Krista Reuter working on Artwork Archive, copyright Krista Reuter studio.
Every art collection has its share of beloved pieces, but who determines that value?
The collector? The market? Public opinion?
The answers are often revealed through provenance work.
Sometimes the most unexpected and unknown artworks find themselves in the spotlight through this process.
Here's how to build your provenance as an artist and ensure that your artwork lives on to tell its story.
If artworks could talk, provenance is the story they would tell.
While the mere experience of a magnetic artwork is profound in its own right, it is the story behind an artwork–who made it, who owned it, where it has been, and what it reflects about the world—that dictates where an artwork belongs within art history.
Artworks are time machines.
Some artworks reveal the world as the most powerful people that time wanted it to be seen. Some artworks provide insight into reality through the artist’s eyes.
Provenance work sheds valuable light on which version of a story you are looking at.
So, what exactly is provenance?
Again, the provenance of an artwork is the story of its life.
This story is often nuanced: the object is born from its creator, the artist, who probably loves the artwork more than anyone ever will. But in order to have a real future, the work must be taken over and protected by another person or institution until there is an eventual changing of the guard.
Artworks that are, say, 2000 years old, have had many different homes. Many important artworks have giant pieces missing from their biographies due to war, theft, natural disasters, or neglect.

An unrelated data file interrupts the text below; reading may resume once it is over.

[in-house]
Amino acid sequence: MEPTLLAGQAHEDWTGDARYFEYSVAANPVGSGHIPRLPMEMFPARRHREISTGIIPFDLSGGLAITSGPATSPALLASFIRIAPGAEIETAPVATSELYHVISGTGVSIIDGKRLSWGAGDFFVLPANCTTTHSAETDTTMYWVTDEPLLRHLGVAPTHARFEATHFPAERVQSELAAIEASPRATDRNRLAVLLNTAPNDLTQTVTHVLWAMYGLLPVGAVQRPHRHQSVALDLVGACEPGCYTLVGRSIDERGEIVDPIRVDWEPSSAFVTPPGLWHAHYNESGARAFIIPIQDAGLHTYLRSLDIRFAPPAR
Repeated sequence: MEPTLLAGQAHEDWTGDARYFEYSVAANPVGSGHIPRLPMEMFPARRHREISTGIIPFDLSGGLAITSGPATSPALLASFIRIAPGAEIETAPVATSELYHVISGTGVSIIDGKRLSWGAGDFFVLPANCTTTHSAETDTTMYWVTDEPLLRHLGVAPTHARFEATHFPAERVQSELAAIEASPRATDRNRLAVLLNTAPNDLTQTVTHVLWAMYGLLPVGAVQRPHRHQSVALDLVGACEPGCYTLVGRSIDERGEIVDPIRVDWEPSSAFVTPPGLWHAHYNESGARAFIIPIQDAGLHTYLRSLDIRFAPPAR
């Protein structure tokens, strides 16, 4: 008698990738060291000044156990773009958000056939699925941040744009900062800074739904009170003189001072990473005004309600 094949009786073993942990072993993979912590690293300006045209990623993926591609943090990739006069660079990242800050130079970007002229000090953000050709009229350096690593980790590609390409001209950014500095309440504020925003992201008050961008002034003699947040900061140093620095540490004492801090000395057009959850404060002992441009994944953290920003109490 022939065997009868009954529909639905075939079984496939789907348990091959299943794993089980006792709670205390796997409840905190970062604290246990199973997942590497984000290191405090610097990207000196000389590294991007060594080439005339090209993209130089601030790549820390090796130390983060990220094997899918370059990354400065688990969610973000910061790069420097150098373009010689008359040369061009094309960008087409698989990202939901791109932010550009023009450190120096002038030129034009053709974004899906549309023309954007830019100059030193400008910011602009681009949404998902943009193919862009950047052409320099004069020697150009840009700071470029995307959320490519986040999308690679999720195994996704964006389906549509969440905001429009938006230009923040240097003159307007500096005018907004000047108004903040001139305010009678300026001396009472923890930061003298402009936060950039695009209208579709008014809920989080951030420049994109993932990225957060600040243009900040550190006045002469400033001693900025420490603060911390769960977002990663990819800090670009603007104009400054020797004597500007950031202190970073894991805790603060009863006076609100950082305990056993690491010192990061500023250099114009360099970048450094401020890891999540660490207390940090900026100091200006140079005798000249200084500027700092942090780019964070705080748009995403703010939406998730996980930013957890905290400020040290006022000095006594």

One of the most remarkable provenance stories can be read in The Hare with the Amber Eyes. The author, Edmund de Waal, is a ceramicist who inherited 264 wood and ivory netsuke from his family who lost their empire of artworks and books during World War II.
Their maid smuggled their netsuke collection in a straw mattress and kept it safe until she reunited with the remaining family members after the war. By tracing the provenance of the delicate, matchbox-sized artworks, the “potter who writes” brought his family’s story back to life and illuminated a crucial historical period in Vienna.
Installation of torn paper by Krista Reuter, copyright Krista Reuter Studio.
For artists and collectors, provenance work is everything.
Our artworks and collections will outlive us and tell the story of this time in our lives.
Keep the information updated and correct. When information is left out, the work is more difficult and sometimes impossible to track down.
For example, if a museum wants to exhibit an artwork in your collection, the more information included, the smoother the process will be for both parties. Even a minor misspelling can result in a piece being overlooked or displaced.
Due to the paperwork and exchange of money, sometimes collectors only prioritize provenance for purchased works, but it is just as important to document information for gifted works. This is largely dependent on the individual gifting the object: provide all the relevant information about the piece so the collector can populate the provenance without confusion. Treat the artwork like it is being sold even if it isn’t.
If you aren't sure what you should be documenting for your artwork, you can learn more here or download this free guide to archiving for artists here.
Here are a few things to get started with your art documentation:
Description of the work (medium, materials used)
Inscriptions, distinct features (if the artist writes a note on the back, include a typed-up version of note)